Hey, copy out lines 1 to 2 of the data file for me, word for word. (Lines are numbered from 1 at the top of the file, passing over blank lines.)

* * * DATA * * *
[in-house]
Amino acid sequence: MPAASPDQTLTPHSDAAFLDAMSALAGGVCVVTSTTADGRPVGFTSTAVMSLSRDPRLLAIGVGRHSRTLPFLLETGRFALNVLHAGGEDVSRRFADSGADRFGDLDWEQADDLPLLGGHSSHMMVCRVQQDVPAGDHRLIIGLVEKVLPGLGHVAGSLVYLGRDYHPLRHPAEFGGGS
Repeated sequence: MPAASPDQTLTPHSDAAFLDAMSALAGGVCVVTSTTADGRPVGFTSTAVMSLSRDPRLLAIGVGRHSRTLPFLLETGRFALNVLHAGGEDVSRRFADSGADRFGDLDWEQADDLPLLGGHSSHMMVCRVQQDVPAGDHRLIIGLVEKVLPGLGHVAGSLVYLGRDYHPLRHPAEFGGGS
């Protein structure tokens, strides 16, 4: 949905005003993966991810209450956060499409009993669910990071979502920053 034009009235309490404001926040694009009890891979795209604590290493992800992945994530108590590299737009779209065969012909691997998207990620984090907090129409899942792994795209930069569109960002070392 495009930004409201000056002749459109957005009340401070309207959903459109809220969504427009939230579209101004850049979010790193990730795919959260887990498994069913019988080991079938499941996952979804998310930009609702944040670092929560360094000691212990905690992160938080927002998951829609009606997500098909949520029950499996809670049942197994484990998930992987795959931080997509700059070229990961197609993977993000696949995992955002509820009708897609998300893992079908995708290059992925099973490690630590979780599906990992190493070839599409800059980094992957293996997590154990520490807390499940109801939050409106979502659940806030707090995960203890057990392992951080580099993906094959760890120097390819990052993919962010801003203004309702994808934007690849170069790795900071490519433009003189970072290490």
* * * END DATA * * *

[in-house]
Amino acid sequence: MPAASPDQTLTPHSDAAFLDAMSALAGGVCVVTSTTADGRPVGFTSTAVMSLSRDPRLLAIGVGRHSRTLPFLLETGRFALNVLHAGGEDVSRRFADSGADRFGDLDWEQADDLPLLGGHSSHMMVCRVQQDVPAGDHRLIIGLVEKVLPGLGHVAGSLVYLGRDYHPLRHPAEFGGGS